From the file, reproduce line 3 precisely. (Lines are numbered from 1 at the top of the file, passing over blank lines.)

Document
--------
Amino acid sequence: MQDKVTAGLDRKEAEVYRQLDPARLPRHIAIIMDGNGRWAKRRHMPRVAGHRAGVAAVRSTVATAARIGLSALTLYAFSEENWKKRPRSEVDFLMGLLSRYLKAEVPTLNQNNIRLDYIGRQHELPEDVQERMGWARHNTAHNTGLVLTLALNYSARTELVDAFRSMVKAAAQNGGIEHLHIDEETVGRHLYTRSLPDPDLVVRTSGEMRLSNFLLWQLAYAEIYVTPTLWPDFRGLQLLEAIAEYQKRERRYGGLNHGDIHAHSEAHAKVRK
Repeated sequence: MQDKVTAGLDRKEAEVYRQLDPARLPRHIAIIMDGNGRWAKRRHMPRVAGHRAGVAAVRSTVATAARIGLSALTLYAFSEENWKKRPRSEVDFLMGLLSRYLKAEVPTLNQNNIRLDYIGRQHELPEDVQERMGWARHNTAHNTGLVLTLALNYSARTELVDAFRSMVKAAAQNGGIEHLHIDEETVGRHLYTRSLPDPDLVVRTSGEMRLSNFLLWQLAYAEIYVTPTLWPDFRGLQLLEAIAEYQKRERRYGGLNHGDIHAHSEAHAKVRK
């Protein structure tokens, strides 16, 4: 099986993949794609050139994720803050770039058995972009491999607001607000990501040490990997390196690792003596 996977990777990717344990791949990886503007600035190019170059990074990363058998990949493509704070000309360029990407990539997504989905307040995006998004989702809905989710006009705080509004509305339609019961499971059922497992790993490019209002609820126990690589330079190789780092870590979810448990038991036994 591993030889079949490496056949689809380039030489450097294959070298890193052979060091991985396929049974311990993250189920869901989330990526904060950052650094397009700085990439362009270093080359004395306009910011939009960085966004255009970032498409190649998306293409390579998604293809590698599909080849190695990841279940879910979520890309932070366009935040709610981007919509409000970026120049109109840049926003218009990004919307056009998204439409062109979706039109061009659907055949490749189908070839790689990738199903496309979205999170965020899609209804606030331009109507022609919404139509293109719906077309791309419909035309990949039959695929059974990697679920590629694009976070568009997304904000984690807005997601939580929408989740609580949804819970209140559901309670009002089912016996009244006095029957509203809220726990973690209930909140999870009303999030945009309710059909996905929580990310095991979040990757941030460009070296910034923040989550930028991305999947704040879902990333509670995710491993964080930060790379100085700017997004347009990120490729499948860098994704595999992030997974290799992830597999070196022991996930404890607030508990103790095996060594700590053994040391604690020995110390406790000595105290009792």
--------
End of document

């Protein structure tokens, strides 16, 4: 099986993949794609050139994720803050770039058995972009491999607001607000990501040490990997390196690792003596 996977990777990717344990791949990886503007600035190019170059990074990363058998990949493509704070000309360029990407990539997504989905307040995006998004989702809905989710006009705080509004509305339609019961499971059922497992790993490019209002609820126990690589330079190789780092870590979810448990038991036994 591993030889079949490496056949689809380039030489450097294959070298890193052979060091991985396929049974311990993250189920869901989330990526904060950052650094397009700085990439362009270093080359004395306009910011939009960085966004255009970032498409190649998306293409390579998604293809590698599909080849190695990841279940879910979520890309932070366009935040709610981007919509409000970026120049109109840049926003218009990004919307056009998204439409062109979706039109061009659907055949490749189908070839790689990738199903496309979205999170965020899609209804606030331009109507022609919404139509293109719906077309791309419909035309990949039959695929059974990697679920590629694009976070568009997304904000984690807005997601939580929408989740609580949804819970209140559901309670009002089912016996009244006095029957509203809220726990973690209930909140999870009303999030945009309710059909996905929580990310095991979040990757941030460009070296910034923040989550930028991305999947704040879902990333509670995710491993964080930060790379100085700017997004347009990120490729499948860098994704595999992030997974290799992830597999070196022991996930404890607030508990103790095996060594700590053994040391604690020995110390406790000595105290009792």